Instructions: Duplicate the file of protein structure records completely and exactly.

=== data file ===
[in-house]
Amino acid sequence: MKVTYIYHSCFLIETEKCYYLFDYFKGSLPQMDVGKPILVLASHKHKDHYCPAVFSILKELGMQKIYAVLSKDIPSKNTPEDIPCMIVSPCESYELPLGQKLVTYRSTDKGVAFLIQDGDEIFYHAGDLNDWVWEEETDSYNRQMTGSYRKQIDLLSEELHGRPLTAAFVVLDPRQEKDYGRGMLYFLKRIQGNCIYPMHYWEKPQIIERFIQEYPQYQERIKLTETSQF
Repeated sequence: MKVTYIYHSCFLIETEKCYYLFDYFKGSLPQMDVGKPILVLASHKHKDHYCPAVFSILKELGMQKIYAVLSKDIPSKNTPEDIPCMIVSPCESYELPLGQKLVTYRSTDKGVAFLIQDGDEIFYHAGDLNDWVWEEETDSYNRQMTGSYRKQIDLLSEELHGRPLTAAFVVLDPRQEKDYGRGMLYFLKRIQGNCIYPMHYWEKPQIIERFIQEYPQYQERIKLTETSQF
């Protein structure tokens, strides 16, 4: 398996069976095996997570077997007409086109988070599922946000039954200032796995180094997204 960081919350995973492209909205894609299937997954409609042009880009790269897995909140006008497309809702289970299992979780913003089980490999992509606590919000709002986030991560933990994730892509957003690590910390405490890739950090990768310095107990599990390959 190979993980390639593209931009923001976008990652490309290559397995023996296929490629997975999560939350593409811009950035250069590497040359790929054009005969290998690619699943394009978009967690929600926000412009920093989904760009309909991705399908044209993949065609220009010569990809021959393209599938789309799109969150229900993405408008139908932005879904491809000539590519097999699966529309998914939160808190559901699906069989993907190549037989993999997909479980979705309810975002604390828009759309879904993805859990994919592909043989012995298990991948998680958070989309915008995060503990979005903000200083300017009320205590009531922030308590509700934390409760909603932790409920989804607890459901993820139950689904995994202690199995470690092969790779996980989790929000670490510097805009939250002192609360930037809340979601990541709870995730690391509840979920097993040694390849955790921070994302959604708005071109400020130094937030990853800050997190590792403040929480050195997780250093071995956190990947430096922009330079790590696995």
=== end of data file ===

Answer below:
[in-house]
Amino acid sequence: MKVTYIYHSCFLIETEKCYYLFDYFKGSLPQMDVGKPILVLASHKHKDHYCPAVFSILKELGMQKIYAVLSKDIPSKNTPEDIPCMIVSPCESYELPLGQKLVTYRSTDKGVAFLIQDGDEIFYHAGDLNDWVWEEETDSYNRQMTGSYRKQIDLLSEELHGRPLTAAFVVLDPRQEKDYGRGMLYFLKRIQGNCIYPMHYWEKPQIIERFIQEYPQYQERIKLTETSQF
Repeated sequence: MKVTYIYHSCFLIETEKCYYLFDYFKGSLPQMDVGKPILVLASHKHKDHYCPAVFSILKELGMQKIYAVLSKDIPSKNTPEDIPCMIVSPCESYELPLGQKLVTYRSTDKGVAFLIQDGDEIFYHAGDLNDWVWEEETDSYNRQMTGSYRKQIDLLSEELHGRPLTAAFVVLDPRQEKDYGRGMLYFLKRIQGNCIYPMHYWEKPQIIERFIQEYPQYQERIKLTETSQF
């Protein structure tokens, strides 16, 4: 398996069976095996997570077997007409086109988070599922946000039954200032796995180094997204 960081919350995973492209909205894609299937997954409609042009880009790269897995909140006008497309809702289970299992979780913003089980490999992509606590919000709002986030991560933990994730892509957003690590910390405490890739950090990768310095107990599990390959 190979993980390639593209931009923001976008990652490309290559397995023996296929490629997975999560939350593409811009950035250069590497040359790929054009005969290998690619699943394009978009967690929600926000412009920093989904760009309909991705399908044209993949065609220009010569990809021959393209599938789309799109969150229900993405408008139908932005879904491809000539590519097999699966529309998914939160808190559901699906069989993907190549037989993999997909479980979705309810975002604390828009759309879904993805859990994919592909043989012995298990991948998680958070989309915008995060503990979005903000200083300017009320205590009531922030308590509700934390409760909603932790409920989804607890459901993820139950689904995994202690199995470690092969790779996980989790929000670490510097805009939250002192609360930037809340979601990541709870995730690391509840979920097993040694390849955790921070994302959604708005071109400020130094937030990853800050997190590792403040929480050195997780250093071995956190990947430096922009330079790590696995």